RMSD (root mean square deviation) is the typical measure to compare different structures of a molecule. The nice thing for people with a linear algebra fetish is that the RMSD is nothing but the distance in the appropriate euclidian space. Let's see why, using this neat script for making LATEX formulae I found at A Zephyr in Time.
I don't know which indeces are least confusing but let's do it like this:
In structure A of our molecule with N atoms, the atoms have the following coordinates:
Structure B is the same molecule but bond lengths and angles are changed (or it is moved in space). The coordinates are
With the chosen coordinates the RMSD is defined as follows:
This reminds the attentive reader of the dot product she has been using since high school.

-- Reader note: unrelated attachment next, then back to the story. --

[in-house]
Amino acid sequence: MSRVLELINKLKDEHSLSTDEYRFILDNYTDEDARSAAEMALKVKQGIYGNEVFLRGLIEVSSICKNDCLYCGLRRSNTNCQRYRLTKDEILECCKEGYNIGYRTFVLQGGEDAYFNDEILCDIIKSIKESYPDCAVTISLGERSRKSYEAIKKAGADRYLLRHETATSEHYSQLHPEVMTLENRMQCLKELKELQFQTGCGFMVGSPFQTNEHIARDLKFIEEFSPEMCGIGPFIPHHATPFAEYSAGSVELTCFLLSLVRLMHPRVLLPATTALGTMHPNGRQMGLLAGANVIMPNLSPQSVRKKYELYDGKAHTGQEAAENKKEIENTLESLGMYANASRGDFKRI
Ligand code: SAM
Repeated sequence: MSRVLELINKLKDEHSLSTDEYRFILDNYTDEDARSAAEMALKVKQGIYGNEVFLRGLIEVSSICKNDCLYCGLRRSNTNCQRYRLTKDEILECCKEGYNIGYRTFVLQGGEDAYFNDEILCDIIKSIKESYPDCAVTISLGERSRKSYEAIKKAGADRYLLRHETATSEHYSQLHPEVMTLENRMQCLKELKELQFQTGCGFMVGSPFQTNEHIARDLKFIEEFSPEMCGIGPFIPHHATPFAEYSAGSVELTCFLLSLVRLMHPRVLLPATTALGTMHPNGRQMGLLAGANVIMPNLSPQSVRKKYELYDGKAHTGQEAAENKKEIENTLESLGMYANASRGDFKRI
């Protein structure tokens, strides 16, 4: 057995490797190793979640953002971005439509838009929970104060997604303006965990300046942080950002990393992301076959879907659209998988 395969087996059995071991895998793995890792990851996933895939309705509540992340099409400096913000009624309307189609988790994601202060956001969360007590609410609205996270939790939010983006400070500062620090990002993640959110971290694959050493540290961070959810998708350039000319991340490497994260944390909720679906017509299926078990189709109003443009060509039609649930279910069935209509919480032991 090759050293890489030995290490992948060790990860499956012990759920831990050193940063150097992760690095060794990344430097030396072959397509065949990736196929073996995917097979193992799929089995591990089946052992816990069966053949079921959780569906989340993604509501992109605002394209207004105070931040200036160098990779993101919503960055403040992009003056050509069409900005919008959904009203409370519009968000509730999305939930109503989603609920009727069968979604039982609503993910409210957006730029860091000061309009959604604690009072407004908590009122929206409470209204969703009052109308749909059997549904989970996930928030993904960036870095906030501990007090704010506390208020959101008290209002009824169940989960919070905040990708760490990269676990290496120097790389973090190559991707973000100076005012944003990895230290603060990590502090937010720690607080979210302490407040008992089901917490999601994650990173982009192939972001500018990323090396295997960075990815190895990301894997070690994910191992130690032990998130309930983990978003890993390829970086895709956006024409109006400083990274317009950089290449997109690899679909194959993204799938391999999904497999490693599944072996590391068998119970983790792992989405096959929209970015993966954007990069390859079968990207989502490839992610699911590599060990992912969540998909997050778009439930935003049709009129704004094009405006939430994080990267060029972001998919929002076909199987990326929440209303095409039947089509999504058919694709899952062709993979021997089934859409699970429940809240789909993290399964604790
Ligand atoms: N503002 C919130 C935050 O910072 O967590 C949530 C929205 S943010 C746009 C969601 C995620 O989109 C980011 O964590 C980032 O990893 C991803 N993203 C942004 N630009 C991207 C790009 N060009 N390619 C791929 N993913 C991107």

This is the length of the difference vector divided by , in other words the distance.
If you want some more linear algebra you can go on:
With two coordinate vectors a and b
we define the scalar product (using the Dirac notation to remind us that a typical overlap matrix element can be interpreted as a scalar product)
Now the RMSD between two structures A and B can be computed as the length of the difference vector between the two coordinate vectors a and b (containing the coordinates of all the atoms).
RMSD is brought down to something anyone can handle: a distance. And it is brought down to a clean mathematical construct, e.g. triangle inequalities immediately follow. I thought that was pretty cool.
Tolman, “The Principles of Statistical Mechanics, Chapter 1, Part 1

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2 comments:
Yeah, I definitely have a linear algebra fetish. That class would have made me pick up a math minor if several years of calculus hadn't preceded it.
(also i appreciate "she" instead of "he") :)
alright, then it's glassware and linear algebra  I guess that's what gets most people going =)
and sure: with all that political correctness around, I can't make all the people in my texts male
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